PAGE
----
The Chicago-based American Medical Association is the country’s largest association of doctors and medical students. Now, for the first time ever, the organization has an African American woman as its president.
Dr. Patrice Harris, a psychiatrist from Atlanta, was inaugurated in June to the yearlong position. And while the AMA doesn’t represent all U.S. doctors, the organization is an influential advocacy group for a wide range of issues across the health and medical industries.
Looking ahead to her priorities over the next year, Harris says she hopes “to elevate the importance of mental health into overall health care, to elevate the importance of health equity, and making sure we have a diverse physician workforce … we need to work toward the faces of physicians matching the faces of our patients.”
As a lobbying group, the AMA has had an active presence in the health care debate, staunchly supporting the Affordable Care Act since it was passed under President Barack Obama in 2010.
The group has also held a longstanding opposition to single payer health care. But at its June meeting, the AMA House of Delegates only narrowly voted down a motion to overturn that policy.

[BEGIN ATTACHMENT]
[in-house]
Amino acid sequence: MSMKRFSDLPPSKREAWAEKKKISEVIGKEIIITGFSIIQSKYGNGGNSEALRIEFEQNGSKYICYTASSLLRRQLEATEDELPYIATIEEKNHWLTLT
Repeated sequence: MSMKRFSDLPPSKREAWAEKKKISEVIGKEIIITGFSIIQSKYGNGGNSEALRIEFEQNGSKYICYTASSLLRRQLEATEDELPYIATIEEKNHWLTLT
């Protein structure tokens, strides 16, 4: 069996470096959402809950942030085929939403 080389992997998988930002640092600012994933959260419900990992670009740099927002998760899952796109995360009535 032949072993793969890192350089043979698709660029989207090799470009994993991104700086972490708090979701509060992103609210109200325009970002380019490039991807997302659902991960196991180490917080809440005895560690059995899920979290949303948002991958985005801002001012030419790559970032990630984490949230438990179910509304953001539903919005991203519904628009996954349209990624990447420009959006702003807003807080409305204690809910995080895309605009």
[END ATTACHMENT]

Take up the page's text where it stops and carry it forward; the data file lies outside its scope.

“Certainly in our huge House of Delegates, you have a wide range of opinions, all towards getting to coverage for everyone,” Harris said. “But at the end of the day, after the debate, there’s a vote, and the vote this year has been to maintain our current policy.”
The AMA also recently waded into the abortion debate, filing a lawsuit earlier this month to block two laws in North Dakota the association says threaten the underlying trust between doctors and their patients.
The laws, Harris said, “compel physicians to provide information that is false, and misleading, and not science-based. And so that would be a violation of our duty to our patients … it is our obligation to give patients accurate information, and that is why we filed that lawsuit.”
Another issue Harris is prioritizing is health equity. That comes as a recent study in Chicago found a 30-year life expectancy gap between residents of the affluent Streeterville neighborhood and the low-income Englewood neighborhood on the South Side.
Harris says discrepancies like this aren’t just about access to doctors and hospitals.
“It is about your physical environment, whether you have access to healthy, nutritious foods. Even looking at some of the more structural policies in place, such as past discrimination and racism, all of those impact a person’s health, and that’s why you see those differences in zip code,” she said.
Hoping to address some of these discrepancies, the AMA recently hired its first-ever chief health equity officer.